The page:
US 3386658 A
Abstract available in
Claims available in
Description (OCR text may contain errors)
June 4, 1968 H. P. MEHR 3,386,658
CONVERGENT-DIVERGENT JET EXHAUST NOZZLE FOR SUPERSONIC AIRCRAFT Filed Dec. 8, 1965 2 Sheets-Sheet 1 LEI I Mug 68mg:-
H. P. MEHR June 4, 1968 CONVERGENT'DIVERGEN'I' JET EXHAUST NOZZLE FOR SUPERSONIC AIRCRAFT 2 Sheets-Sheet 2 Filed Dec. 8, 1965 #42245 4664 iii/ W? INVENTOR. A4744; 2 4/1544? Ira-2,4 17
United States Patent 0 3,386,658 CONVERGENT-DIVERGENT JET EXHAUST NOZZLE FOR SUPERSONIC AIRCRAFT Hans P. Mehr, Mason, Ohio, assignor, by mesne assignments, to the United States of America Filed Dec. 8, 1965, Ser. No. 512,343 4 Claims. (Cl. 239-1273) ABSTRACT OF THE DISCLOSURE The disclosure shows a variable area convergent-divergent exhaust nozzle for a jet engine, having a fluid exhaust duct and an outer housing in surrounding spaced relationship therewith to form a secondary fluid passage. The nozzle comprises a first plurality of longitudinallyextending movable members, pivotally connected at their upstream ends to said housing. A second set of longitudinallyextending movable members is pivotally connected at their downstream ends to the downstream ends of the first set of movable members. The second set of movable members defines the divergent portion of the nozzle and is connected to the housing so that the second set of members may assume varying degrees of divergence in a downstream direction. The length of the first set of movable members to the second set of movable mem bers is in a ratio of between .5 and .7/1 in order that the second set of movable members will be automatically positioned at the proper angle of divergence for operation at subsonic and supersonic regimes.
The present invention relates to improvements in jet exhaust nozzles of the convergent-divergent type for use in supersonic aircraft and, more particularly, to such a nozzle having a free-floating adjustable secondary or divergent portion which eliminates the need for conventional actuation mechanisms.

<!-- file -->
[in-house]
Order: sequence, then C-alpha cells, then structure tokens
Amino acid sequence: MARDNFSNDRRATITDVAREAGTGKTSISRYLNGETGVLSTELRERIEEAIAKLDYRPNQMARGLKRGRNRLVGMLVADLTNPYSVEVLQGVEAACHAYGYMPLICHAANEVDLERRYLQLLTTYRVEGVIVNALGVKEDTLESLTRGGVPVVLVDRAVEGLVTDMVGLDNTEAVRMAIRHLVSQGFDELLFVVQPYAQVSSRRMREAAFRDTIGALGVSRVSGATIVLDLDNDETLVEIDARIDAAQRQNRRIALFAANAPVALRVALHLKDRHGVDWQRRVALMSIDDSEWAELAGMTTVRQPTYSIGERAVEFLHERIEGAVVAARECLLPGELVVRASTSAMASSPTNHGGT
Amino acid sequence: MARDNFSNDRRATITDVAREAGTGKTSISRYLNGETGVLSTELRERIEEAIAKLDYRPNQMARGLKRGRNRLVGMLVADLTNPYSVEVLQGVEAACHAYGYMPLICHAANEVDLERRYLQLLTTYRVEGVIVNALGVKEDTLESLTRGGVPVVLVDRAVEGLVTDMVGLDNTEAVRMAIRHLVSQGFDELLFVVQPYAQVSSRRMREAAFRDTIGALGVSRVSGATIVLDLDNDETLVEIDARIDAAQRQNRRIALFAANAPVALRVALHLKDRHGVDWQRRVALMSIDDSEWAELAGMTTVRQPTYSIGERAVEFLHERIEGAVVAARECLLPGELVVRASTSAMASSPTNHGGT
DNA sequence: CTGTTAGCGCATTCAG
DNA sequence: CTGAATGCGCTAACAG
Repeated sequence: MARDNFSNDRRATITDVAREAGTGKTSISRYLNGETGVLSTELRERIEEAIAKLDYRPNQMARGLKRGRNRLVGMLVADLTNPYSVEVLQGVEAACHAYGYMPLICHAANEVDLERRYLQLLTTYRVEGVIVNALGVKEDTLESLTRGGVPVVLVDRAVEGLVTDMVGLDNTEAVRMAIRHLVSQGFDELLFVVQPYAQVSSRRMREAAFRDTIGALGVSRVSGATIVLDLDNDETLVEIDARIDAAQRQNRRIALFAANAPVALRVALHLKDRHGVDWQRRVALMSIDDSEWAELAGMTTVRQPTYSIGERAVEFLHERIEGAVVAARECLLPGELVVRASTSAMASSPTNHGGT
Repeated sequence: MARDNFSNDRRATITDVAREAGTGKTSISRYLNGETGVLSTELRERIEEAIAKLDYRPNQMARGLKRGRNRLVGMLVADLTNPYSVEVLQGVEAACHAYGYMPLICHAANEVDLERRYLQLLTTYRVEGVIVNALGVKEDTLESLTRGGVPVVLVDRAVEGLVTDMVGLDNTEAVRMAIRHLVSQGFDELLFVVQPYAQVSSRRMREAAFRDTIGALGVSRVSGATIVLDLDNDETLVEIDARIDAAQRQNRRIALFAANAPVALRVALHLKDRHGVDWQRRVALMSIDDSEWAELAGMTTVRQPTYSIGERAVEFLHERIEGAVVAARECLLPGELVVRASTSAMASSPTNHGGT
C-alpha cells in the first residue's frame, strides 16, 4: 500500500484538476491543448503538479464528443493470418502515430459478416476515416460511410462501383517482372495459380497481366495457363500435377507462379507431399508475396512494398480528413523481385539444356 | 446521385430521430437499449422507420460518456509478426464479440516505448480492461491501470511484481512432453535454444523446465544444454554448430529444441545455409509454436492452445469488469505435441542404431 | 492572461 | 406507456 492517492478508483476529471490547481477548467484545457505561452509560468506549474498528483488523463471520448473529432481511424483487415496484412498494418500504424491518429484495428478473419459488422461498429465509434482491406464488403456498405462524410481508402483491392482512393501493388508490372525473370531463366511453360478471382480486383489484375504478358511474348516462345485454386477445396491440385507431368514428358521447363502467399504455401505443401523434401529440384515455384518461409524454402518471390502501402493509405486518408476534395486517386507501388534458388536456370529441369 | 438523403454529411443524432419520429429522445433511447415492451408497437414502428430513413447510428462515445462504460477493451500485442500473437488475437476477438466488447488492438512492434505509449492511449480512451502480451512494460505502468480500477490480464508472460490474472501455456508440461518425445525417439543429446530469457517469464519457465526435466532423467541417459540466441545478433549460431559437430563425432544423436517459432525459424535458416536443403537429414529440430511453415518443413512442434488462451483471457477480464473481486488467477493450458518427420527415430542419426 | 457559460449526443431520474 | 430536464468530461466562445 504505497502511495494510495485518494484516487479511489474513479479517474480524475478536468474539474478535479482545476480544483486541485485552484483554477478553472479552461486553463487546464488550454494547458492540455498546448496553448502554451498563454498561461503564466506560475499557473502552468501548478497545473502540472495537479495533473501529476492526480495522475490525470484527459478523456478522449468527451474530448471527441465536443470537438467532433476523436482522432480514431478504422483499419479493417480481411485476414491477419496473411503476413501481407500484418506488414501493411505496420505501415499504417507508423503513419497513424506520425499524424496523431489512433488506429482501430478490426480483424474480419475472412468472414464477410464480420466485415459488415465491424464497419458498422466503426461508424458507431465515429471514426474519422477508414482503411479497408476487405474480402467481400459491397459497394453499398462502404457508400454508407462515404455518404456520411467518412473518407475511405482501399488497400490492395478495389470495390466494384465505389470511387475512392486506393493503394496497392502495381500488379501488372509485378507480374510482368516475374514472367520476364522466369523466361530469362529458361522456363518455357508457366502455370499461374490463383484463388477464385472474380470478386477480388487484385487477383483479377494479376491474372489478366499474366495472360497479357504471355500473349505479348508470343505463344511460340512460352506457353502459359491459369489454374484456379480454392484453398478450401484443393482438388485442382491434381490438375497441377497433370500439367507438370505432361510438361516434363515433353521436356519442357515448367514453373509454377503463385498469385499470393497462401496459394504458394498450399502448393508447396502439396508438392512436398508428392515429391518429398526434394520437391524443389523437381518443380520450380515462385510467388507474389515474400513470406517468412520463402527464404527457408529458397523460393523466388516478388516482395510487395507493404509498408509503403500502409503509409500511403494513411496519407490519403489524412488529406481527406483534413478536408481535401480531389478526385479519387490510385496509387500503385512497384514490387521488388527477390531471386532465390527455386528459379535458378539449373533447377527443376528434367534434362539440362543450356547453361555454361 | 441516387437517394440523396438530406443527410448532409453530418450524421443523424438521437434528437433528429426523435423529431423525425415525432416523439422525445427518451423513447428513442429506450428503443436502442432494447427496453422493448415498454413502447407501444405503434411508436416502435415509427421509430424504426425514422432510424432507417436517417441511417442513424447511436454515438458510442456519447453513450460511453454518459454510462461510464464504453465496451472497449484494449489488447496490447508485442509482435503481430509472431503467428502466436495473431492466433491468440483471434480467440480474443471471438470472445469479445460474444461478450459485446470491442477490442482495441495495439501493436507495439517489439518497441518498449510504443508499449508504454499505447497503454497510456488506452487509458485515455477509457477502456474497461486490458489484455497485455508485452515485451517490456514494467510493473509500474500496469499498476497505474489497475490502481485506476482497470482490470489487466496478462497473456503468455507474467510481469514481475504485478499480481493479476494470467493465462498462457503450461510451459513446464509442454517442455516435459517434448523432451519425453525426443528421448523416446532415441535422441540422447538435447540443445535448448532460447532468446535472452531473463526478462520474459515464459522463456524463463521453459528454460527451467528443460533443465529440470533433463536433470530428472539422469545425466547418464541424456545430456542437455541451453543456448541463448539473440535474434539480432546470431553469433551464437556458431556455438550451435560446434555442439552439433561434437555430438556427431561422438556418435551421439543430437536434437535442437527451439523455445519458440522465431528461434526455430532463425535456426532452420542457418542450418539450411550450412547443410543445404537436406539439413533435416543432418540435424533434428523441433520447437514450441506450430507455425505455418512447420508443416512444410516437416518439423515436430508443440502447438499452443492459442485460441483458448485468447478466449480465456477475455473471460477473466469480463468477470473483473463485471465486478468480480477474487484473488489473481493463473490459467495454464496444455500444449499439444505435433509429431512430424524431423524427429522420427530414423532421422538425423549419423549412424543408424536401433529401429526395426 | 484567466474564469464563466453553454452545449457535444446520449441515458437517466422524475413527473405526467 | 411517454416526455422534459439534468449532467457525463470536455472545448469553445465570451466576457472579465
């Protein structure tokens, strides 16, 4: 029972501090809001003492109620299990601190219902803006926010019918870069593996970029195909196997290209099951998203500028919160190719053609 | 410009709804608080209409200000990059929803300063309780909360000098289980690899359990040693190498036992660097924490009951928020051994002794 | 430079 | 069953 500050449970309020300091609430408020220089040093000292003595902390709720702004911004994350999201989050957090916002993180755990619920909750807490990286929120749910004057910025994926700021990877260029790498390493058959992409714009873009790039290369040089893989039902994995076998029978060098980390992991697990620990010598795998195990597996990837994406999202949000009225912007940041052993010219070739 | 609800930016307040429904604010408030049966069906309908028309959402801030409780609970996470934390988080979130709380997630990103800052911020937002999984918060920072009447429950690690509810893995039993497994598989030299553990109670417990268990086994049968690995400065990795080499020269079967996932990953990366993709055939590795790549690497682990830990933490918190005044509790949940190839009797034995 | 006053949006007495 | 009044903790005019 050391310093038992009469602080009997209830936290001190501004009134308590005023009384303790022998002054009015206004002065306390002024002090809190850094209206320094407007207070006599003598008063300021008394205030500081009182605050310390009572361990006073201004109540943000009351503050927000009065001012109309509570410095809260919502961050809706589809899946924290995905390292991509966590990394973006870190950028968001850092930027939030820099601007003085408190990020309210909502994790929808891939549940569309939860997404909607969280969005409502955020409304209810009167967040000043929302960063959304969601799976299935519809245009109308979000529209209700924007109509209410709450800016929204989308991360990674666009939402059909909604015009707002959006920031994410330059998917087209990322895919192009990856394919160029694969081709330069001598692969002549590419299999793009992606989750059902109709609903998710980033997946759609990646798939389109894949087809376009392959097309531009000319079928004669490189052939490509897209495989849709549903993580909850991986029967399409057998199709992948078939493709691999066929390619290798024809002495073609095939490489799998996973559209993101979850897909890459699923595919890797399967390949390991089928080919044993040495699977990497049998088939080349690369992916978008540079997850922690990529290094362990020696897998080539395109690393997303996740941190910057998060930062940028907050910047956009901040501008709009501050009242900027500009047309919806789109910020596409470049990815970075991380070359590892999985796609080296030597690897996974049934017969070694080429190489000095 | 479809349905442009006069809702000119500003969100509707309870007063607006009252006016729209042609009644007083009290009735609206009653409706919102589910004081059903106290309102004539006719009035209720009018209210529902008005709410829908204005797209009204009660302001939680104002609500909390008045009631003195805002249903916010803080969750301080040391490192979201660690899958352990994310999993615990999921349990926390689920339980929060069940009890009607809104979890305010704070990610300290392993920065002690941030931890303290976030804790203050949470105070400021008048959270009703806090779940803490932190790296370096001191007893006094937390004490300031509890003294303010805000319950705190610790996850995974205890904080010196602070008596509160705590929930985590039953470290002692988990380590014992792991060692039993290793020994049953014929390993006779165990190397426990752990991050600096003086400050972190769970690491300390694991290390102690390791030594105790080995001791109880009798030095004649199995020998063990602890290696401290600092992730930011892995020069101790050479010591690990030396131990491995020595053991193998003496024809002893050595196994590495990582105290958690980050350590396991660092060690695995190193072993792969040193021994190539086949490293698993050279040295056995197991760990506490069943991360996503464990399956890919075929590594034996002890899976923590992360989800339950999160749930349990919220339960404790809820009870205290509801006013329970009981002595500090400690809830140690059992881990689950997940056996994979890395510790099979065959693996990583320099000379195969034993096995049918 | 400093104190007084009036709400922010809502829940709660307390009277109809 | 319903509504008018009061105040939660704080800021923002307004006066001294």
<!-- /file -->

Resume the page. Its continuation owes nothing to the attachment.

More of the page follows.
Convergent-divergent exhaust nozzles, such as are currently used in jet engines for supersonic aircraft, essentially comprise a convergent passage which serves to accelerate the exhaust gas to sonic velocity, followed by a divergent passage which expands the exhaust gas to supersonic velocity. Typically, the convergent and divergent sections of the exhaust nozzle each consist of a plurality of movable wall members against which the exhaust gas stream exerts force to increase the effective thrust or operating efliciency of the engine. To expand the exhaust gas efficiently, the nozzle exit area or outlet of the divergent section (symbolized A must bear a definite relation to the nozzle throat area or outlet of the convergent section (symbolized A The throat area, being the minimum cross-sectional area in the nozzle, will determine the mass flow rate of the working fluid passing through the exhaust nozzle at a given pressure ratio across the throat at a given temperature. As is well known, the critical pressure ratio is the maximum pressure ratio that can be attained across the throat portion of the nozzle. The critical pressure ratio is achieved when the velocity of the working fluid passing through the nozzle is at the local velocity of sound. This occurs at approximately a pressure ratio of 1.89. Any further increase in the pressure of the working fluid merely results in expansion of the fluid downstream of the throat to ambient or atmospheric pressure, the pressure ratio across the throat remaining at the critical level. Thus any such increase in the pressure of the working fluid downstream of the throat or convergent passage produces little further increase in the amount of useful energy in the form of thrust extracted from the working fluid unless a divergent portion downstream of the throat is provided. This nozzle,